APIs in the Connected Car: APIdays San Francisco

APIdays SFToday, I’m going to share some rather opinionated thoughts about APIs and the connected car. My opinions on this subject sprang from a combination of real-world experience plus (informed) speculation and came together as I prepared a talk for APIdays San Francisco.

The connected car is widely recognized as a game changer for the automotive industry. Experts all agree that just selling cars is a thing of the past. Mobility, connectivity and in-car user-experience will be leading decision considerations for car sales. Right now, automotive manufacturers, content providers and app developers are all competing to take a leading role in the connected car space. This is a matter of survival. Winners of the competition will be richly rewarded; the losers may sink into oblivion.

Car manufacturers seem understandably determined to dominate the connected car space. But this space is inherently shared with device manufacturers, content providers and app developers. Take away any one participant and you no longer have a sustainable ecosystem. If the automotive sector is not prepared to work with and accommodate the needs of other stakeholders, then no one will win. There are three things the industry can do to make things significantly better right away.

1. Implement a Standard Hypermedia Type for Automotive APIs
Right now, every car manufacturer wants to do its own thing and sees originality as a key to differentiation. This is a fallacy. There are way too many car manufacturers for content providers and app developers to keep up with the variety. Some have suggested that all manufacturers should just deploy Android as the base OS. I personally doubt they will all be able to agree on something as fundamental as the core OS. We should shoot for something much more realistic.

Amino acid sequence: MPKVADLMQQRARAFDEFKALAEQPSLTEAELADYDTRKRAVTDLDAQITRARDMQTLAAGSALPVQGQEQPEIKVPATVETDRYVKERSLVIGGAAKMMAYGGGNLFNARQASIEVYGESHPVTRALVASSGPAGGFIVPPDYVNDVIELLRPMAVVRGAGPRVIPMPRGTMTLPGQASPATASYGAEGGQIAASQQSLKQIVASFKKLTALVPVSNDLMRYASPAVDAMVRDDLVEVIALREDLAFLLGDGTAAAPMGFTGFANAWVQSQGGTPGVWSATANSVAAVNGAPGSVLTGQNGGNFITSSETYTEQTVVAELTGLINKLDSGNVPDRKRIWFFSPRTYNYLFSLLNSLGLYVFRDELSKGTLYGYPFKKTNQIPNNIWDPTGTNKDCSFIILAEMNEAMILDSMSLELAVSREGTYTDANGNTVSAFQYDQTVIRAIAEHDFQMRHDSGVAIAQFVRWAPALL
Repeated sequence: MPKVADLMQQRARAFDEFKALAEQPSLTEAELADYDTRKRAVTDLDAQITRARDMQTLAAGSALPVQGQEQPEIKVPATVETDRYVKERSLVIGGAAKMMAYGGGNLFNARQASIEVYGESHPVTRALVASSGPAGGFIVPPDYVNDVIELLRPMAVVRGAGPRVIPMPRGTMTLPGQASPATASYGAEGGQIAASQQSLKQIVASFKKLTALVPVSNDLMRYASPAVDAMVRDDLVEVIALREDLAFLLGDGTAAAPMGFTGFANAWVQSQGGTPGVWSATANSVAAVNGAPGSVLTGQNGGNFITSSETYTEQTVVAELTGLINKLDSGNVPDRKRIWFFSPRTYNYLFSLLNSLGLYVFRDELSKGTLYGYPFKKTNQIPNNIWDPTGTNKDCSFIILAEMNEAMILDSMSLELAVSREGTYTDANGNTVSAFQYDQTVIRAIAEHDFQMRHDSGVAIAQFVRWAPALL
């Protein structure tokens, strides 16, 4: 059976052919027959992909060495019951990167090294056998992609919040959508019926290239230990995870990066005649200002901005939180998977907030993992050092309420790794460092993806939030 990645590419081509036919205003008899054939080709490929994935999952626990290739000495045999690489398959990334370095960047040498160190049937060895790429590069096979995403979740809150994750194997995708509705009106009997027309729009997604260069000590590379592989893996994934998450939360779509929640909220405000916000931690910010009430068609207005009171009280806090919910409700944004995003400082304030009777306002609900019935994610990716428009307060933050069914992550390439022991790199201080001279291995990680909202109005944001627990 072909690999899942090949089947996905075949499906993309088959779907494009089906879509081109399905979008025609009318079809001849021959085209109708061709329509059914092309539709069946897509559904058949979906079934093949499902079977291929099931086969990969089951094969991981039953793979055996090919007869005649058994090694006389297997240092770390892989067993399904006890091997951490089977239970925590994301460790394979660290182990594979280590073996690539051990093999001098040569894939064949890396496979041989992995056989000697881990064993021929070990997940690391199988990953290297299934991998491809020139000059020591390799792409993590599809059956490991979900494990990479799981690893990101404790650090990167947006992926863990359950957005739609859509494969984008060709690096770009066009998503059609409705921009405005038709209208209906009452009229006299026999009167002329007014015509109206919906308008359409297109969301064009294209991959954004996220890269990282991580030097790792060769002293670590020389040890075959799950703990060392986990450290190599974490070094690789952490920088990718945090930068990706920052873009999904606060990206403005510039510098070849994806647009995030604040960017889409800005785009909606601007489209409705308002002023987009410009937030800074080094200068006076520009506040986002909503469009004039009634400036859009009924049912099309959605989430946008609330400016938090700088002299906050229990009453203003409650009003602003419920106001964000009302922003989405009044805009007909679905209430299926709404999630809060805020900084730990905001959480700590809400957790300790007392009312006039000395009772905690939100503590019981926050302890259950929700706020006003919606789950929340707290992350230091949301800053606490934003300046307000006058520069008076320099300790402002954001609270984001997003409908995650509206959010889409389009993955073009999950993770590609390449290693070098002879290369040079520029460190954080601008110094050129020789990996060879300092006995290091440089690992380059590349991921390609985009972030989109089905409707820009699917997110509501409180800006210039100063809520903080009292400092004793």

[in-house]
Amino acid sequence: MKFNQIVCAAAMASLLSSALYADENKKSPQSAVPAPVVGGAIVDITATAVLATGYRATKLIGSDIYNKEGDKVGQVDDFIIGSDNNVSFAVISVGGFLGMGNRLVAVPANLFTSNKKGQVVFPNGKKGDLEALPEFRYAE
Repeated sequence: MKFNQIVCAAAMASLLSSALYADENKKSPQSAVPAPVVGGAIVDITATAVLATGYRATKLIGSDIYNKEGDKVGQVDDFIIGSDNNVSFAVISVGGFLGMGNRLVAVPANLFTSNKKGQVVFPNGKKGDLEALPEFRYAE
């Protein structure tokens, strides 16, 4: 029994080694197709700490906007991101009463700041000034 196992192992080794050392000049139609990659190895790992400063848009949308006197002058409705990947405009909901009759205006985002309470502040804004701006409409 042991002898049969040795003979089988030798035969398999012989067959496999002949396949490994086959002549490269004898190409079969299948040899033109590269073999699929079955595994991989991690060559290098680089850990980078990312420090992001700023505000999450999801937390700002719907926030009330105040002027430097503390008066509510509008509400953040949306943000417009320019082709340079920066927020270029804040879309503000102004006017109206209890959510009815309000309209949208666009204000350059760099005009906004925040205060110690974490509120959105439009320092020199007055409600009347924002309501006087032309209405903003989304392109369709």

This is where hypermedia comes in. The most distributed system ever built — the World Wide Web — uses a hypermedia type (HTML) as its engine. There is a great opportunity to create a hypermedia format for car APIs that will energize the space just like HTML did for the Web. I believe this format could be based on an existing, generic type such as: Uber, HAL or Siren. This would be similar to the way the Collection.Document type was created for the news media industry, based on Collection.json.

2. Adopt a Standard API Security & Identity System
The prospect of connected cars getting hacked creates enormous anxiety. But connected car security can be addressed quite simply by adopting a security framework based around compartmentalization and standards-based access control.

In this context, “compartmentalization” means that core functions of the vehicle should be highly guarded. Specifically, no third-party app should have access to core driving functions like handling and braking. Meanwhile, a standards-based access control framework like OAuth will provide secure, granular access to specific system features. This would be similar to the way mobile apps currently ask for access to other parts of the device (GPs, contacts etc.)

3. Enable App Developers
Currently, only the lucky few are able to develop apps for connected cars. Generally, these are app vendors that have formal partnerships with car manufacturers. In most cases, developers can’t even get access to API documentation without a group of lawyers signing stacks of papers. The connected car space will not develop if it remains a tightly-held, closed system. On the contrary, manufacturers must build developer communities by providing the things that developers require: documentation; self-service portals; sandboxes; SDKs etc.

But That’s Not All
These are three immediate steps that can be taken to improve the connected car space significantly but as the space develops, we will have to focus not only on immediate requirements but also on the big picture. The connected car is a special case of the Internet of Things (IoT). The context of IoT is different enough that it requires a fundamentally different approach to system design and architecture. Hopefully, I will be able to delve into this context more in future.

Another aspect of the big picture is a good deal simpler: fun. If this space is going to develop as it should, manufacturers will have to make it fun for developers to experiment with the potential of automotive connectivity.